• Australia, Britain and Canada ~ they are America’s strongest traditional (20th century) allies and they are most like America in the social, political and economic domains. America should bring them back onside so that their support for the USA’s strategic goals is almost automatic. Then it would proceed to
  • India ~ because I do not foresee a major shift in Sino-American relations. As that authors point out, “Biden has been slower to directly criticize Trump’s recent actions against China,” than he was in other e6f06a15a9458f85416df665e3d84627_99755f498c4_tareas. That’s because most Americans agree with Donald Trump that China is the biggest (only) threat to America’s position as Number 1 in the world. India, for the next generation or longer, will be a rising power than will do as much, perhaps even more than America can, to contain China in Asia. India will, eventually, challenge China and, by extension, America, but India’s strategic aims will be different. China wants America off the Asian mainland so that it can be THE only regional hegemon. India, I think, will want to play something more akin to Britain’s 19th century “balance of power” role;
  • Europe ~ both through NATO and the European Union. I suspect that Bidens’ foreign policy advisors worry that Putin’s Russia is a greater, near term, threat to peace and security than is Xi Jinping’s China. Xi is the greater threat to America’s dominance but he is unlikely to want to risk armed conflict over any of his lofty ambitions. Putin, on the other hand, is always the adventurous opportunist who will risk conflicts if he thinks he can win. American policy towards Europe should be two-tracked. Security and prosperity should be its hallmarks:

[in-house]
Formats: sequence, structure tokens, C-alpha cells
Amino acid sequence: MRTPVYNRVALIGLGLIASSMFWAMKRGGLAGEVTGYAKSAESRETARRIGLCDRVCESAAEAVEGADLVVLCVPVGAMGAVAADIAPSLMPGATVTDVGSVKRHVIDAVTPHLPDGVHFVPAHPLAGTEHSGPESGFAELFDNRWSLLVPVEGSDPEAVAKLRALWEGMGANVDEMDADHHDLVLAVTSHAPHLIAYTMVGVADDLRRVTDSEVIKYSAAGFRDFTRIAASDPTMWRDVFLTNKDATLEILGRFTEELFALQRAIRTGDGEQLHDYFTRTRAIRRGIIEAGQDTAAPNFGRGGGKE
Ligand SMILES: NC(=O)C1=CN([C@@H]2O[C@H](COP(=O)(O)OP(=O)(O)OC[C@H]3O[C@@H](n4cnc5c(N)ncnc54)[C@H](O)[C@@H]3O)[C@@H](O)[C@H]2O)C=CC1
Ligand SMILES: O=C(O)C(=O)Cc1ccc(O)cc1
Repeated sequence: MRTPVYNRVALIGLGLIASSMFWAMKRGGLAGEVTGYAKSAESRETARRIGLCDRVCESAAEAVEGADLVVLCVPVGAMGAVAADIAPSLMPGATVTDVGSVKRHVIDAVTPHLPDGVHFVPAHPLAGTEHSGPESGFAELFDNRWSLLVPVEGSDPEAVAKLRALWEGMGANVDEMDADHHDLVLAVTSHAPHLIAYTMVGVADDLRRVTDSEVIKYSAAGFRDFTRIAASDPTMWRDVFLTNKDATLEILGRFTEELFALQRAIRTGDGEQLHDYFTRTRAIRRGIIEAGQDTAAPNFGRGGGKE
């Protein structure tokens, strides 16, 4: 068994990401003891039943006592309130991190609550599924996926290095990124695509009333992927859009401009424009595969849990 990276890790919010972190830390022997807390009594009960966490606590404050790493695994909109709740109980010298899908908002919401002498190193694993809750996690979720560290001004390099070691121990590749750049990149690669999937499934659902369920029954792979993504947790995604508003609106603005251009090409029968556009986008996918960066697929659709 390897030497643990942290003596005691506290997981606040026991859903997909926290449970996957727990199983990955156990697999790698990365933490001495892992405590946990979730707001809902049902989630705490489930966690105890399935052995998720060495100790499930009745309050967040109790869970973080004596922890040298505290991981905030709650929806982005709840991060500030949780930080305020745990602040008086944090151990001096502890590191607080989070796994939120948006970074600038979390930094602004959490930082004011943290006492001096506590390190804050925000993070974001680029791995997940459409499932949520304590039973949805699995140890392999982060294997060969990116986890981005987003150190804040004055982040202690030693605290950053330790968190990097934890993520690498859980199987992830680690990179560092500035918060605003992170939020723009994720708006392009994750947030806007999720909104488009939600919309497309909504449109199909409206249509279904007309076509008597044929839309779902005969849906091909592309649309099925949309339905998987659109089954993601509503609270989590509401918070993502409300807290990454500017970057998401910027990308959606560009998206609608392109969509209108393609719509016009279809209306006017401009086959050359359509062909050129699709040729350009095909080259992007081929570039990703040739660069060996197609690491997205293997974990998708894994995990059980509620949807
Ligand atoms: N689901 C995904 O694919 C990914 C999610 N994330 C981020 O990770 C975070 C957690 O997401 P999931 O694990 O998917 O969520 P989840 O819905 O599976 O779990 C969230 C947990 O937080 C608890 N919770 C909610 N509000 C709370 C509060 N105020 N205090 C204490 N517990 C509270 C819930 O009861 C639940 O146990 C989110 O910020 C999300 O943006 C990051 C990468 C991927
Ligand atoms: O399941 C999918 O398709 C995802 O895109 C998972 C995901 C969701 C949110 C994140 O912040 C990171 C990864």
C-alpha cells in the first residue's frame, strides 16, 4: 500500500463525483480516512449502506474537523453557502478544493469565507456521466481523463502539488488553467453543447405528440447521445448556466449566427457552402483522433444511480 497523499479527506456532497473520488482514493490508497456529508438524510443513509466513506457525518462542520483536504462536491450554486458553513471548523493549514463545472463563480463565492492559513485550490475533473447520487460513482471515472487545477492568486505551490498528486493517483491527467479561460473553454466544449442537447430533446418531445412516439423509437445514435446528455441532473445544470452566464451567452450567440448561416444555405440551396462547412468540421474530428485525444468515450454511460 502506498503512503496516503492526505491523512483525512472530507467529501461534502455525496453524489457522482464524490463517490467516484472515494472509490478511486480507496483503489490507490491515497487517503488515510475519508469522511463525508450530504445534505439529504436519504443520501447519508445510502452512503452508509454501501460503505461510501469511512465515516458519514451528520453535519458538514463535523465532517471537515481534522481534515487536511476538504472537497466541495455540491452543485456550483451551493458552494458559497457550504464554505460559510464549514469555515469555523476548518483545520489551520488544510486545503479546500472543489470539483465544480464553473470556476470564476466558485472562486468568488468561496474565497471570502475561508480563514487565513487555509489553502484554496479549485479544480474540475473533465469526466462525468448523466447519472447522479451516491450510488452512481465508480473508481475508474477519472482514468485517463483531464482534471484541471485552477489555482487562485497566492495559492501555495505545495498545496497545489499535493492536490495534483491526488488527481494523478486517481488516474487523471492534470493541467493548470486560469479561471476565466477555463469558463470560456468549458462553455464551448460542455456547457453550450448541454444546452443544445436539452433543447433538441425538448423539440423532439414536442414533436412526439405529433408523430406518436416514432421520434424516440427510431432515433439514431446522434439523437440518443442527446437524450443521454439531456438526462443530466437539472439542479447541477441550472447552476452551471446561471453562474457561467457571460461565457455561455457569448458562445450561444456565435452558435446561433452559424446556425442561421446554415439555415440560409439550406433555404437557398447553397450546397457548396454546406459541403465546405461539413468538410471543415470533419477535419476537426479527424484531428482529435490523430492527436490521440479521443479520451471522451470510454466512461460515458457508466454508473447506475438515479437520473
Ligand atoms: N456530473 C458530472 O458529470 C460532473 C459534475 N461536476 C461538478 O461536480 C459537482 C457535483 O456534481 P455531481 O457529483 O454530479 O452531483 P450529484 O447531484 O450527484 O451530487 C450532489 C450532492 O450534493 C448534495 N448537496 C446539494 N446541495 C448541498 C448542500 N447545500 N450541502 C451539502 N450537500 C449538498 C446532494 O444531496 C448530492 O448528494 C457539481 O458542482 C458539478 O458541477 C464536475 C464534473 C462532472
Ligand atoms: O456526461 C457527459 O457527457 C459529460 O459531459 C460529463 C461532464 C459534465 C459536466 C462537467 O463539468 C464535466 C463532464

• First, a Biden administration should stop Trump’s plans to withdraw US troops from Europe. I suspect that Vice President Biden’s foreign policy advisors understand that Russia, not China, is the main threat to peace and security in Europe and its periphery. I think that they think that Xi Jinping’s China is unwilling to risk armed conflict over almost any (Taiwan excepted) of its grandiose plans while Putin, always the adventurous opportunist, is willing to risk a small war if he thinks he can achieve his aims with minimal damage. A Biden administration should promise to strengthen America’s military presence in and around Europe  IF the Europeans ~ and the Canadians ~ do more to help defend the West. President Trump is right on burden-sharing and Vice President Biden knows it, and